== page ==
Russia retreats from Open Skies


Russian aviation journalist and photographer Piotr Butowski reports on the latest aerospace news and technology developments from the Russian Federation

A Tu-214R Mullet reconnaissance aircraft, seen here before being painted, is used by Russian military intelligence and has powerful electronic sensors and a self-defence system
Piotr Butowski

Russia has announced its intention to leave the Open Skies Treaty.

However, if you carefully read the official statement of the Russian Ministry of Foreign Affairs on January 15, it is a relatively 'soft' exit. Moscow has “launched domestic procedures for withdrawal from the Treaty” according to the statement, suggesting it’s not the final decision. It looks more like an attempt to put pressure on other countries to obtain various concessions. The immediate cause of Russia's intention to leave the Open Skies Treaty is the US abandonment of the treaty in November 2020. We will see how the situation develops in the coming weeks.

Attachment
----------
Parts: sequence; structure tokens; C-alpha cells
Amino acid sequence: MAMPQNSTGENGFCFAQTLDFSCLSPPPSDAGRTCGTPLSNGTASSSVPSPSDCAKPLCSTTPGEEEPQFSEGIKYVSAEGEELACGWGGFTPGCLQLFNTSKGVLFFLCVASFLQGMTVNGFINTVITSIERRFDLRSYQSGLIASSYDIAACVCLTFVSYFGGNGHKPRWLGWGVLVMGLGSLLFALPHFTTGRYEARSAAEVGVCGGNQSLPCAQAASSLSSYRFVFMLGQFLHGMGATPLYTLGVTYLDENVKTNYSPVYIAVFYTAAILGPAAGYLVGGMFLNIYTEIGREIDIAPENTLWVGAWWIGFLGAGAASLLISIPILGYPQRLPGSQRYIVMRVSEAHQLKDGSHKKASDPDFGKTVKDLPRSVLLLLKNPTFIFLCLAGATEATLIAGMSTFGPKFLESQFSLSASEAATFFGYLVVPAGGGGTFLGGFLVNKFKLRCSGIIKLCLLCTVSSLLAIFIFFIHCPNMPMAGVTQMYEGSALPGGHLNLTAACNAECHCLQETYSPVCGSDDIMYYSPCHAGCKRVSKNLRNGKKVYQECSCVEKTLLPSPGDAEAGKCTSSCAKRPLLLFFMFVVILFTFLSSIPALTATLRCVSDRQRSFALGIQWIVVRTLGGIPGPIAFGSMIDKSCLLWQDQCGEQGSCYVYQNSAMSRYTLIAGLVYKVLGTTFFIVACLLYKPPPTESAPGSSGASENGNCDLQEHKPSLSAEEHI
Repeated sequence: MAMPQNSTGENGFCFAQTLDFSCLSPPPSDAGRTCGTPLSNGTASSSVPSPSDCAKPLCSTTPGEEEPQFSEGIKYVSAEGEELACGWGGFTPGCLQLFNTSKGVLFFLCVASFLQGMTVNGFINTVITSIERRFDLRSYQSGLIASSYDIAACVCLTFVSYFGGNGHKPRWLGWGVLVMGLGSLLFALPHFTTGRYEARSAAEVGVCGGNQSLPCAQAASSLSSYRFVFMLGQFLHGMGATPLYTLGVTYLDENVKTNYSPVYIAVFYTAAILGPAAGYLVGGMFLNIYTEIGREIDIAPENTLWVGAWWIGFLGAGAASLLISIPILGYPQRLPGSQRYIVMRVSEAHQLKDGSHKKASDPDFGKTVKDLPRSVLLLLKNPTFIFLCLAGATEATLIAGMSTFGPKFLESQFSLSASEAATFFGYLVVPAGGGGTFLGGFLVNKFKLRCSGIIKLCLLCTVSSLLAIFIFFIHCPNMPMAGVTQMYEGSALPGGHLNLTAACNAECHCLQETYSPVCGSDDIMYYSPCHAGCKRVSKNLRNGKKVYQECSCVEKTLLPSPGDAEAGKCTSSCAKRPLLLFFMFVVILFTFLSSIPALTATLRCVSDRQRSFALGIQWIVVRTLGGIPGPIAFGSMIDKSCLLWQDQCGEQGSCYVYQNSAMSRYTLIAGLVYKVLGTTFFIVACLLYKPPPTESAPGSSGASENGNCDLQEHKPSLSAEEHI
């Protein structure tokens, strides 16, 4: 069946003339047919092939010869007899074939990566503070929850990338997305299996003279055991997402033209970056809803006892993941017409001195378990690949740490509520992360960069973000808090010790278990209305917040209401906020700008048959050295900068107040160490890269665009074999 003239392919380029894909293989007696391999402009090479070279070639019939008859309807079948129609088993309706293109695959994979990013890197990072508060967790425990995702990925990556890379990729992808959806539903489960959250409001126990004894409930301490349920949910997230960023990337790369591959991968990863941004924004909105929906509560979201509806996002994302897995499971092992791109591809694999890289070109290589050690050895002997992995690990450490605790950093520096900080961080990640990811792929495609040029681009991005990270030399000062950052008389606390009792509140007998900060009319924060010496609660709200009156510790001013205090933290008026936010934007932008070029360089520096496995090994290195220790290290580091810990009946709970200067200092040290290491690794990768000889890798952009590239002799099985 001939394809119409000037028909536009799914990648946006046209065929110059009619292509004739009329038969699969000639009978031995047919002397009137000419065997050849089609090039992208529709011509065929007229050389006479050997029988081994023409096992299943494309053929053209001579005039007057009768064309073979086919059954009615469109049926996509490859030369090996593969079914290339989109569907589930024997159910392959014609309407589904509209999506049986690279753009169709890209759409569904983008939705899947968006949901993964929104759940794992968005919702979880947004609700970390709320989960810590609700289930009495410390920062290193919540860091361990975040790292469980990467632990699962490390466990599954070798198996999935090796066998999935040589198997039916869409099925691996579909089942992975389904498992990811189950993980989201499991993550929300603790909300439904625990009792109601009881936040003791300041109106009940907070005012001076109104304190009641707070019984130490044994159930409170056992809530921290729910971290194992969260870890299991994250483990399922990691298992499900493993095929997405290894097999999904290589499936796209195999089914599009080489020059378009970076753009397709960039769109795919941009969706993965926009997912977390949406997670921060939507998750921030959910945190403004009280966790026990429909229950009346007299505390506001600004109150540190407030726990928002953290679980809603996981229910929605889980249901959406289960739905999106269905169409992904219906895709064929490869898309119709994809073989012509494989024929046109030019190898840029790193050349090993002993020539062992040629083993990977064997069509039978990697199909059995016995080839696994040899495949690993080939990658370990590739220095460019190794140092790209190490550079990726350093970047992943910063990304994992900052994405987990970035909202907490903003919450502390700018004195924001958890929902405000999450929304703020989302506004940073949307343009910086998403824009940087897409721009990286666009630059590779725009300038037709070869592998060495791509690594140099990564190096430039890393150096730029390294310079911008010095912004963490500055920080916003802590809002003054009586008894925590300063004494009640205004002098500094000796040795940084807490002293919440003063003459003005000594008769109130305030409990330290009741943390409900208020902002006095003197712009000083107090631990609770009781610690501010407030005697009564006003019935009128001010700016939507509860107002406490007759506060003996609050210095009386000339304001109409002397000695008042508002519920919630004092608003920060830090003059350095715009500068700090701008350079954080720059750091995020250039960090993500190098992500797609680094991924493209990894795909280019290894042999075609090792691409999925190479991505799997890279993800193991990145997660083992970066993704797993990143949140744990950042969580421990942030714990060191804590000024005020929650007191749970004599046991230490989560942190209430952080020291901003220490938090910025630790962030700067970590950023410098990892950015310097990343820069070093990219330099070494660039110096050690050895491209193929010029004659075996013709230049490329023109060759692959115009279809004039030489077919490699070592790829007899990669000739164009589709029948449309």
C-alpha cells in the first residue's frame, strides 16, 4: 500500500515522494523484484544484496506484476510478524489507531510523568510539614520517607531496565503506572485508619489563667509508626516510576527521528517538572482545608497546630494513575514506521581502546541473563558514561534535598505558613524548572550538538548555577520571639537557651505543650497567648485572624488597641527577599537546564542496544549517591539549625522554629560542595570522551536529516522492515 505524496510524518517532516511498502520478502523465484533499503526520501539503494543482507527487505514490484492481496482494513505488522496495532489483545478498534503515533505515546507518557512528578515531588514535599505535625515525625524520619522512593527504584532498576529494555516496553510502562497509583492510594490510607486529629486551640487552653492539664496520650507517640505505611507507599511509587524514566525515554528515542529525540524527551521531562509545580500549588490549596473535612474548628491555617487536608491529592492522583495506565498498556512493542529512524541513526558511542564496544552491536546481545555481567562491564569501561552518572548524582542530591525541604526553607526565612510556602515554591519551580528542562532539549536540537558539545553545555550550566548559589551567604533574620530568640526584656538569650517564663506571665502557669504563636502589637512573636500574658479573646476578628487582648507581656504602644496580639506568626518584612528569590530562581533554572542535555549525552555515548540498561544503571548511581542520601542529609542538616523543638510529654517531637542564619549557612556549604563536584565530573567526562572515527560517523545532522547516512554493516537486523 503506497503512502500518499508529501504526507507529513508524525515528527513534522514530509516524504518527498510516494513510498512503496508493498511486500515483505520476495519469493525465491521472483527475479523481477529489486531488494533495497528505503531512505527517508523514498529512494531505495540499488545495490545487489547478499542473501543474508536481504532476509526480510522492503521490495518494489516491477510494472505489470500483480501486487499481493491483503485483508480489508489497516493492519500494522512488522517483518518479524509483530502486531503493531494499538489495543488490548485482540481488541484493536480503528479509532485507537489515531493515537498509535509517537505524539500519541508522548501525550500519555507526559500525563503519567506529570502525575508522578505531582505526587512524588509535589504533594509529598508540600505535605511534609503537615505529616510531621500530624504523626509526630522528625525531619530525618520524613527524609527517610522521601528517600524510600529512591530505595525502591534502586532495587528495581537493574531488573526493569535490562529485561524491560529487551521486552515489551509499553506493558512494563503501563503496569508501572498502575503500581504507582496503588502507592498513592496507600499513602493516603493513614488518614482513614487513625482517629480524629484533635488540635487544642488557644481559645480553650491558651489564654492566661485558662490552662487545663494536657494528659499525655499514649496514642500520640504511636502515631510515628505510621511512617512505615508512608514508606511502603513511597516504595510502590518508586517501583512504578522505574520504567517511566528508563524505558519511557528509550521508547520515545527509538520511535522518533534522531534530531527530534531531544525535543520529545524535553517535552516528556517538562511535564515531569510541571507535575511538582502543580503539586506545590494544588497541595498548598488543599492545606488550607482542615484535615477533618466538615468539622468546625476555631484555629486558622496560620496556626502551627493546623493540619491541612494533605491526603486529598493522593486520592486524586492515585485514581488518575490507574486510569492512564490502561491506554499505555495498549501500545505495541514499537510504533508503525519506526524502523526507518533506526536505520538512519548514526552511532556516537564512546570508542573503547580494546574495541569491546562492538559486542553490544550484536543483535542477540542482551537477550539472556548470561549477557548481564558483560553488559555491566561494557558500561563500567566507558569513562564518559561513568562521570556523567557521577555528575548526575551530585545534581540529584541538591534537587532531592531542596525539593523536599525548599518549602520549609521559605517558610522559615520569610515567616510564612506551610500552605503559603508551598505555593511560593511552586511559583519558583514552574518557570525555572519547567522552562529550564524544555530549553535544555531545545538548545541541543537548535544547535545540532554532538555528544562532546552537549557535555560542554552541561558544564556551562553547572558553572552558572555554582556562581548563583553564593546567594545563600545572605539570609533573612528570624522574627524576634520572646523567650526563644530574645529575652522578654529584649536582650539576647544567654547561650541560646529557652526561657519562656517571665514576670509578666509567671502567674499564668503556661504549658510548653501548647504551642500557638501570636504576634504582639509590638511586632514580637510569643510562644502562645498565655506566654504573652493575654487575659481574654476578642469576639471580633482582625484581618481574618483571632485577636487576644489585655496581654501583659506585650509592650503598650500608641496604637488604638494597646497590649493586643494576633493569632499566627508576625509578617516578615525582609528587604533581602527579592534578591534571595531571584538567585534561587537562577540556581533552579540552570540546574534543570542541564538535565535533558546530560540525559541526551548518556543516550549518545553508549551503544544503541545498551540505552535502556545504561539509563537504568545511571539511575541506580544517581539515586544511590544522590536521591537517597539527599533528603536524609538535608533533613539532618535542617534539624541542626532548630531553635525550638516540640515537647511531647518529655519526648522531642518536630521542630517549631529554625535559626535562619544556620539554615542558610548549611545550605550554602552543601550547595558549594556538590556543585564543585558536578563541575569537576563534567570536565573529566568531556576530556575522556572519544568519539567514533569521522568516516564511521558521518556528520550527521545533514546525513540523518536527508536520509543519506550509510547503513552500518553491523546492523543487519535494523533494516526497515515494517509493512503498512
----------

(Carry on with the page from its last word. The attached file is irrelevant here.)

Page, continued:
The Open Skies Treaty was signed on March 24, 1992 in Helsinki and has been joined by 35 countries in the following years; Russia ratified the agreement on 26 May, 2001. The treaty provides for inspection flights to be carried out by aircraft equipped with reconnaissance sensors over the territory of other member states. The agreement limits the capabilities of the reconnaissance equipment.

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